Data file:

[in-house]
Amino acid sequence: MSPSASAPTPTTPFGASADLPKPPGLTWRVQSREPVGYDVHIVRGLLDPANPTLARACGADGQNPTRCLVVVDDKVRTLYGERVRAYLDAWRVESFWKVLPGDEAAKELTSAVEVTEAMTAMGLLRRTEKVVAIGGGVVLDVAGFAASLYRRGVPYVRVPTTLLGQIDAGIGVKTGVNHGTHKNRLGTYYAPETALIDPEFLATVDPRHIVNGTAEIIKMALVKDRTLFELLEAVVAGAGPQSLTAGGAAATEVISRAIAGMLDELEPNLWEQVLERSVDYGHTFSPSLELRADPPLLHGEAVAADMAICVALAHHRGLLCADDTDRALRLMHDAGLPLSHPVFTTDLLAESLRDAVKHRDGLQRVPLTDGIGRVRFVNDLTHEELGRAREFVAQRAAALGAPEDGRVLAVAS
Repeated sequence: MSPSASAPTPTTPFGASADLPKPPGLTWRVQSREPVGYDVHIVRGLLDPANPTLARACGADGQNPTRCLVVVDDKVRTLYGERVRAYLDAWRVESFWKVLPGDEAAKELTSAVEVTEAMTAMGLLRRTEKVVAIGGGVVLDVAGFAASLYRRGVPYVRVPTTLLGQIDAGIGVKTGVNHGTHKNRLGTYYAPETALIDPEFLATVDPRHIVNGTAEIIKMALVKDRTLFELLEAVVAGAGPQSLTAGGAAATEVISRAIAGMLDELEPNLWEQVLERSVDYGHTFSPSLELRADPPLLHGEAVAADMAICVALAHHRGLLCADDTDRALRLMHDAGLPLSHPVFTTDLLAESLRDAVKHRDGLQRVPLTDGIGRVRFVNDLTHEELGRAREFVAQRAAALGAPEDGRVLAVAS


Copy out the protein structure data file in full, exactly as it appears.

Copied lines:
[in-house]
Amino acid sequence: MSPSASAPTPTTPFGASADLPKPPGLTWRVQSREPVGYDVHIVRGLLDPANPTLARACGADGQNPTRCLVVVDDKVRTLYGERVRAYLDAWRVESFWKVLPGDEAAKELTSAVEVTEAMTAMGLLRRTEKVVAIGGGVVLDVAGFAASLYRRGVPYVRVPTTLLGQIDAGIGVKTGVNHGTHKNRLGTYYAPETALIDPEFLATVDPRHIVNGTAEIIKMALVKDRTLFELLEAVVAGAGPQSLTAGGAAATEVISRAIAGMLDELEPNLWEQVLERSVDYGHTFSPSLELRADPPLLHGEAVAADMAICVALAHHRGLLCADDTDRALRLMHDAGLPLSHPVFTTDLLAESLRDAVKHRDGLQRVPLTDGIGRVRFVNDLTHEELGRAREFVAQRAAALGAPEDGRVLAVAS
Repeated sequence: MSPSASAPTPTTPFGASADLPKPPGLTWRVQSREPVGYDVHIVRGLLDPANPTLARACGADGQNPTRCLVVVDDKVRTLYGERVRAYLDAWRVESFWKVLPGDEAAKELTSAVEVTEAMTAMGLLRRTEKVVAIGGGVVLDVAGFAASLYRRGVPYVRVPTTLLGQIDAGIGVKTGVNHGTHKNRLGTYYAPETALIDPEFLATVDPRHIVNGTAEIIKMALVKDRTLFELLEAVVAGAGPQSLTAGGAAATEVISRAIAGMLDELEPNLWEQVLERSVDYGHTFSPSLELRADPPLLHGEAVAADMAICVALAHHRGLLCADDTDRALRLMHDAGLPLSHPVFTTDLLAESLRDAVKHRDGLQRVPLTDGIGRVRFVNDLTHEELGRAREFVAQRAAALGAPEDGRVLAVAS